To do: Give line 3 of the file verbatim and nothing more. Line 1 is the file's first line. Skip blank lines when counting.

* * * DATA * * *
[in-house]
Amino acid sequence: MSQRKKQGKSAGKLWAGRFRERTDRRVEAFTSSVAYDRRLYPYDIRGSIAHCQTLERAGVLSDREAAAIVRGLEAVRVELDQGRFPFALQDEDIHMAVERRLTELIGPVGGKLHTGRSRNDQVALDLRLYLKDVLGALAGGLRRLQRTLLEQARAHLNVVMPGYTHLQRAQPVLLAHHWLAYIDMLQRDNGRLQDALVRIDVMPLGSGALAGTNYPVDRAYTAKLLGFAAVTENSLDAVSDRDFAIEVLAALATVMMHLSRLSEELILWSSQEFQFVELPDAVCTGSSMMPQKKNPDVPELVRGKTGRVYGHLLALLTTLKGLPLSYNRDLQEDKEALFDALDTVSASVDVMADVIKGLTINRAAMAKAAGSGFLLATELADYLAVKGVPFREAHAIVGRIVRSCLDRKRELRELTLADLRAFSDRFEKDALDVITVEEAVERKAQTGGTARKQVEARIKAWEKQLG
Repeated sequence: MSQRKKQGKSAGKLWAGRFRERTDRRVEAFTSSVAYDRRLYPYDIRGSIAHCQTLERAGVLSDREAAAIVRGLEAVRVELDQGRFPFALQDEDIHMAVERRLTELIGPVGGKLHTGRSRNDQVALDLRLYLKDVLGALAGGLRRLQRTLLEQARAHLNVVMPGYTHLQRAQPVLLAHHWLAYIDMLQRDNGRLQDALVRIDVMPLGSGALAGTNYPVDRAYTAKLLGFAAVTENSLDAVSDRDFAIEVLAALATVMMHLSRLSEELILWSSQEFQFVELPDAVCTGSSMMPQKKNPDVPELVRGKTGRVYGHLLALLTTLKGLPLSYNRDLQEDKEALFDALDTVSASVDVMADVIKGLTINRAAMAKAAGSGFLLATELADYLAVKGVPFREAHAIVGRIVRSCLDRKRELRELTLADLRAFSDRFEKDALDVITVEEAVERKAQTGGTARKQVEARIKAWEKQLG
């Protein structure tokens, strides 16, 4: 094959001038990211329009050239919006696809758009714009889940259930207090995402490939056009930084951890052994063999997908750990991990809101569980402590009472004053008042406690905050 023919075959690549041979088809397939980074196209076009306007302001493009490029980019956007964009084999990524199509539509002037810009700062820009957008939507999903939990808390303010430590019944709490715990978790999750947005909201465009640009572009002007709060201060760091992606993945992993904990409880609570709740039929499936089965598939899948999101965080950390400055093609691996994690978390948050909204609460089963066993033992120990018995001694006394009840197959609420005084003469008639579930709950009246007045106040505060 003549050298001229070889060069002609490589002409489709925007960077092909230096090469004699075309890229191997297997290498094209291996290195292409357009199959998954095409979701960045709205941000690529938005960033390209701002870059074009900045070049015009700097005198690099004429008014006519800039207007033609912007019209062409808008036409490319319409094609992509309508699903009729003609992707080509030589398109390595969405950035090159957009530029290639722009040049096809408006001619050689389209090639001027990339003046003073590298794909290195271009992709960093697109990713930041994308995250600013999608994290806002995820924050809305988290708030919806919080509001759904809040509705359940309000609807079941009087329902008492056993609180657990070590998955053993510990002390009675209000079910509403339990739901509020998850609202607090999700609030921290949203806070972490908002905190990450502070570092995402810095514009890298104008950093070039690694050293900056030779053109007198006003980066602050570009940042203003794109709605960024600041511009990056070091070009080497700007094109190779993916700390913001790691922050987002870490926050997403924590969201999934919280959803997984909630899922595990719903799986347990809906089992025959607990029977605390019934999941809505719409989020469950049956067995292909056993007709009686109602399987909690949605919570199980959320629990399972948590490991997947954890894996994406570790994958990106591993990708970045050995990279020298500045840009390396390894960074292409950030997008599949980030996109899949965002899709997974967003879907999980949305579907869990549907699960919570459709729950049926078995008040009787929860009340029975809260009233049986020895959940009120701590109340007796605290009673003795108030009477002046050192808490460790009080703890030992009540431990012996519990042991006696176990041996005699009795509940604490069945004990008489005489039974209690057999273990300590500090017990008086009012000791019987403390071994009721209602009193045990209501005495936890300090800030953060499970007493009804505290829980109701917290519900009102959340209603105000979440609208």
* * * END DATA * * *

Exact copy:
Repeated sequence: MSQRKKQGKSAGKLWAGRFRERTDRRVEAFTSSVAYDRRLYPYDIRGSIAHCQTLERAGVLSDREAAAIVRGLEAVRVELDQGRFPFALQDEDIHMAVERRLTELIGPVGGKLHTGRSRNDQVALDLRLYLKDVLGALAGGLRRLQRTLLEQARAHLNVVMPGYTHLQRAQPVLLAHHWLAYIDMLQRDNGRLQDALVRIDVMPLGSGALAGTNYPVDRAYTAKLLGFAAVTENSLDAVSDRDFAIEVLAALATVMMHLSRLSEELILWSSQEFQFVELPDAVCTGSSMMPQKKNPDVPELVRGKTGRVYGHLLALLTTLKGLPLSYNRDLQEDKEALFDALDTVSASVDVMADVIKGLTINRAAMAKAAGSGFLLATELADYLAVKGVPFREAHAIVGRIVRSCLDRKRELRELTLADLRAFSDRFEKDALDVITVEEAVERKAQTGGTARKQVEARIKAWEKQLG